The formula works. Inferno – all 560 pages — whisks you along while feeding you tantalizing tidbits of apparently arcane knowledge. You feel you’ve been let into an exclusive club and taught the secret handshake.

As with all of Brown’s novels, Robert Langdon — my pick for The Most Interesting Man in the World – is hired (hijacked?) to unravel a mystery wrapped in an enigma, to follow a trail, find and stop a catastrophe on which the fate of humankind hinges. Which is what he always does in every book Dan Brown writes.

There is, of course, a beautiful woman of mystery … in this case, two. There are dangerous men of questionable loyalties, dreams and visions of death and plague. There is the inevitable evil genius who has constructed a terrible mechanism of ultimate destruction.The clock is ticking.

Only Robert Langdon, of all the professors in all the universities in all the world could possibly unravel the knot. This is made more difficult because, for much of the book, Dr. Langdon is suffering from amnesia and doesn’t remember several critical days and events. Not that this can stop the intrepid professor.

It’s almost as good as a trip to Italy, without the expense and stress of physical travel. Whatever Dan Brown may lack as an author, he has a remarkable gift for description. He brings his locations alive. You see them through his eyes in all their glory and it is, in my opinion, what raises his books above the ordinary and makes them memorable. You probably only remember the outline of the plots, but you remember the places because he describes them so vividly.

It’s something of a scavenger hunt. Langdon and his companion(s) follow the bread crumbs (clues) to the ultimate destination. Will he get there in time? Can he stop it from doing the evil thing the madman who set it in motion planned?

Titans and other giants are imprisoned in Hell...

There’s a bit of a surprise ending to the book. A few extra plot twists leave the story wide open for a sequel. Of course.

Inferno is a better story than The Lost Symbol because Florence trumps Washington DC as a vacation venue, though he has not yet topped The DaVinci Code.

As far as stories, got, Angels and Demons (the book, not the movie) was as silly as Harrison Ford surviving a nuclear explosion by locking himself in an old refrigerator. Nothing will ever top the nuke vs. the refrigerator for the “surely you don’t expect me to believe that” … but Langdon’s parachute jump using his jacket — and landing without even a sprained ankle — comes close. What a guy!

If you pay attention, you may notice more than a few parts don’t make sense. It is, after all, fiction. Read it for fun. Don’t take it seriously.

Dan Brown is the master of non sequitur. He has his hero making leaps of logic that go way beyond impressive. Downright psychic. The cherry on top is that Langdon accomplishes all of this while suffering from amnesia! What a guy!

It’s not great literature, but it is great recreation. It held my attention and if you’re looking for a fun book, give this one a read. It’s all action and manages to be sexy without anyone having sex, no small achievement. If there’s a trip to Florence in your future, it’s a must-read. It’s better than any guide-book.

And the end is … interesting. Oddly thought-provoking.

Inferno is available in hardcover, including a large print edition, Kindle, paperback, audio CD and as a download from Audible.com. You can find it in bookstores pretty much everywhere.

TWAS THE NIGHT BEFORE CHRISTMAS …

By Clement Clarke Moore

‘Twas the night before Christmas, when all thro’ the house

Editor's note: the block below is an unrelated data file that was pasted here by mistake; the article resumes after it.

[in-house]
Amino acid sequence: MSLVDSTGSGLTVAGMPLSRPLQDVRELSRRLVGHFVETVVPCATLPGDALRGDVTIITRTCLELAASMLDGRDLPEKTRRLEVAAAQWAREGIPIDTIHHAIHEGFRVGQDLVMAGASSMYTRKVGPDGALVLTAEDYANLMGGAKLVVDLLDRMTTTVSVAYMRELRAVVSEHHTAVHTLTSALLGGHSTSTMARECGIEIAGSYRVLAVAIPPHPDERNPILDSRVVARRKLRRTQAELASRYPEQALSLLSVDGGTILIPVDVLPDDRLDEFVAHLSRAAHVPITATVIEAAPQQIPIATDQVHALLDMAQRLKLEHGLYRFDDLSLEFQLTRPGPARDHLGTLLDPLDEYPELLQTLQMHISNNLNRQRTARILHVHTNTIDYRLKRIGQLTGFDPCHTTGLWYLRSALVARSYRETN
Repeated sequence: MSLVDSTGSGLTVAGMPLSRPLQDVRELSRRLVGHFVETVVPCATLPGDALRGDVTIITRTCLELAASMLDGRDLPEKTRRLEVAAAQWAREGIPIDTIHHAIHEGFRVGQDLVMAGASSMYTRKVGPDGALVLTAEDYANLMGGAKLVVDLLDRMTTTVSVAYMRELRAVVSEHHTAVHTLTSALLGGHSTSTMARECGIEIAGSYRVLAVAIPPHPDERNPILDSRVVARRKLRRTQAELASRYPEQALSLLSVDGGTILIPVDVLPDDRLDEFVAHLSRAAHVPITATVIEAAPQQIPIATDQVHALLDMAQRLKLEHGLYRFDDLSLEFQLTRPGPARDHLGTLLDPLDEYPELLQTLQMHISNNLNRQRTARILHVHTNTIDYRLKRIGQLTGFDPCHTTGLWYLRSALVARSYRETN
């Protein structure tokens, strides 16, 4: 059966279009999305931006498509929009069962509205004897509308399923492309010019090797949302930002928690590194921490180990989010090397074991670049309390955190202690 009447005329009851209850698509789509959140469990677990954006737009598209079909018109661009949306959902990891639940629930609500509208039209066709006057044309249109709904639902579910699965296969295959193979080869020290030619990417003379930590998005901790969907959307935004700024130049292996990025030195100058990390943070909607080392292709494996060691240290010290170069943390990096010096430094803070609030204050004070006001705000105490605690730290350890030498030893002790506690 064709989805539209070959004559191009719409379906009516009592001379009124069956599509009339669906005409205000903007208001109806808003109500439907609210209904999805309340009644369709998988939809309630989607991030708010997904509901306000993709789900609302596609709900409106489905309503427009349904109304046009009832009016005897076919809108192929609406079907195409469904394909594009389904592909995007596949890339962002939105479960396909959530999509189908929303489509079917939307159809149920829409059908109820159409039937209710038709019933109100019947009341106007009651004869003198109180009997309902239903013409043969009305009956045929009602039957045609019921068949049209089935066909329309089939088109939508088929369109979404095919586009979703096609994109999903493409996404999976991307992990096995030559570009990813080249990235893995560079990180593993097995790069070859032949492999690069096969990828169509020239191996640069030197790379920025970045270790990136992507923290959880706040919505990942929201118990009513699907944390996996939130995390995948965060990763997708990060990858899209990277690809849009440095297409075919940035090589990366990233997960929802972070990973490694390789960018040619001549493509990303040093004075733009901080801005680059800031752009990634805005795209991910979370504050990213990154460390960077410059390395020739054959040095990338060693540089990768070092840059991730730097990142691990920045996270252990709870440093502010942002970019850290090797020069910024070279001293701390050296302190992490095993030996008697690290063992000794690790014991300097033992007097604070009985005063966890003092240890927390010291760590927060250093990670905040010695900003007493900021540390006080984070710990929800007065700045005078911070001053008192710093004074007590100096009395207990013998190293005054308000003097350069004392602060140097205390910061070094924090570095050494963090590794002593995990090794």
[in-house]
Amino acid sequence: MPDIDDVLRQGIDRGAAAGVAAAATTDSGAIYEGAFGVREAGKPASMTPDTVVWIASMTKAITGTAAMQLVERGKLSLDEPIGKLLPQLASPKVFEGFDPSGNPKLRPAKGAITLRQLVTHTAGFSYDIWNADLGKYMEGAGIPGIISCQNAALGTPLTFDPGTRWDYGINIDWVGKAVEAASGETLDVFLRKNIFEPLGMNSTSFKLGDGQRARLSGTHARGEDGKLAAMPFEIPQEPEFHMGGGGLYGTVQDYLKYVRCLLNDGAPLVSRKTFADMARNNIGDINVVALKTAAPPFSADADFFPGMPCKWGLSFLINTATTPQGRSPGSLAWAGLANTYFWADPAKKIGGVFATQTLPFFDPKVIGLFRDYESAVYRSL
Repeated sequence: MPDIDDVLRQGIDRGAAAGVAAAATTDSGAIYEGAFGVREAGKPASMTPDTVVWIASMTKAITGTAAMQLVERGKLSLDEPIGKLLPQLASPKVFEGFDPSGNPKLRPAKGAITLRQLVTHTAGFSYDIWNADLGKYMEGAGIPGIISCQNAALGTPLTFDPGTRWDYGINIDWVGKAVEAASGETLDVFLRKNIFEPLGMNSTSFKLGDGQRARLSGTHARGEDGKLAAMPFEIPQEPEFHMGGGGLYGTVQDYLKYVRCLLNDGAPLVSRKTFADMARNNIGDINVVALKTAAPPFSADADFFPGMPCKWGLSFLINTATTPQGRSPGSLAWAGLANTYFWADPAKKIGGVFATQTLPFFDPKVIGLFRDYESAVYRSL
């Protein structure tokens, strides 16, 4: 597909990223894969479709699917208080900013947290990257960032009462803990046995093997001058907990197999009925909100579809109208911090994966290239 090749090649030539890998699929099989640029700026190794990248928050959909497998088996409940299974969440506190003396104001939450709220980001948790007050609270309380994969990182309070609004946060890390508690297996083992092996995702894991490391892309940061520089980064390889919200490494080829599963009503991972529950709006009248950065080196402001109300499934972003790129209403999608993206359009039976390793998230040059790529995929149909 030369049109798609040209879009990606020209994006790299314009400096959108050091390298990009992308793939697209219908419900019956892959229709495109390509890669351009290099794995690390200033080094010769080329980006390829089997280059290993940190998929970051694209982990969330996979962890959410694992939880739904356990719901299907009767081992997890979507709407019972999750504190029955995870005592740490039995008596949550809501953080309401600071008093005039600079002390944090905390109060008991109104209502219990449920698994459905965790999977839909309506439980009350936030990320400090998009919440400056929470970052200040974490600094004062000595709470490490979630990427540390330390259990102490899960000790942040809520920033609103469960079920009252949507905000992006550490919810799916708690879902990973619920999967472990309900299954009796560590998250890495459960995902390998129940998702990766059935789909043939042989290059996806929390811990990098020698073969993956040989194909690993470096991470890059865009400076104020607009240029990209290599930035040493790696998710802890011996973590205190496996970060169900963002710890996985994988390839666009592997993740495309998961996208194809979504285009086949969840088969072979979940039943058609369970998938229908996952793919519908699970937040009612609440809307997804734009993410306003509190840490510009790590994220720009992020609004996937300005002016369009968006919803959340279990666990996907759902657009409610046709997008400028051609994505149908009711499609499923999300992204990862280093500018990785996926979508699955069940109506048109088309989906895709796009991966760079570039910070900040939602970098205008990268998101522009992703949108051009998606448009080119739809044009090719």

Not a creature was stirring, not even a mouse;
The stockings were hung by the chimney with care,
In hopes that St. Nicholas soon would be there;
The children were nestled all snug in their beds,
While visions of sugar plums danc’d in their heads.

1864
1864

And Mama in her ‘kerchief, and I in my cap,
Had just settled our brains for a long winter’s nap —
When out on the lawn there arose such a clatter,
I sprang from the bed to see what was the matter.

1883
1883

Away to the window I flew like a flash,
Tore open the shutters, and threw up the sash.
The moon on the breast of the new fallen snow,
Gave the luster of mid-day to objects below;
When, what to my wondering eyes should appear,
But a miniature sleigh, and eight tiny reindeer,
With a little old driver, so lively and quick,
I knew in a moment it must be St. Nick.

1886
1886

More rapid than eagles his coursers they came,
And he whistled, and shouted, and call’d them by name:
“Now! Dasher, now! Dancer, now! Prancer and Vixen,
“On! Comet, on! Cupid, on! Donder and Blitzen;
“To the top of the porch! To the top of the wall!
“Now dash away! Dash away! Dash away all!”

1896
1896

As dry leaves that before the wild hurricane fly,
When they meet with an obstacle, mount to the sky;
So up to the house-top the coursers they flew,
With the sleigh full of toys — and St. Nicholas too:
And then in a twinkling, I heard on the roof
The prancing and pawing of each little hoof.

As I drew in my head, and was turning around,
Down the chimney St. Nicholas came with a bound:
He was dress’d all in fur, from his head to his foot,
And his clothes were all tarnish’d with ashes and soot;
A bundle of toys was flung on his back,
And he look’d like a peddler just opening his pack.

1898
1898

His eyes — how they twinkled! His dimples: how merry,
His cheeks were like roses, his nose like a cherry;
His droll little mouth was drawn up like a bow,
And the beard of his chin was as white as the snow;
The stump of a pipe he held tight in his teeth,
And the smoke it encircled his head like a wreath.
He had a broad face, and a little round belly
That shook when he laugh’d, like a bowl full of jelly:
He was chubby and plump, a right jolly old elf,
And I laugh’d when I saw him in spite of myself;
A wink of his eye and a twist of his head
Soon gave me to know I had nothing to dread.

He spoke not a word, but went straight to his work,
And fill’d all the stockings; then turn’d with a jerk,
And laying his finger aside of his nose
And giving a nod, up the chimney he rose.

1901
1901

He sprung to his sleigh, to his team gave a whistle,
And away they all flew, like the down of a thistle:
But I heard him exclaim, ere he drove out of sight —
Happy Christmas to all, and to all a good night.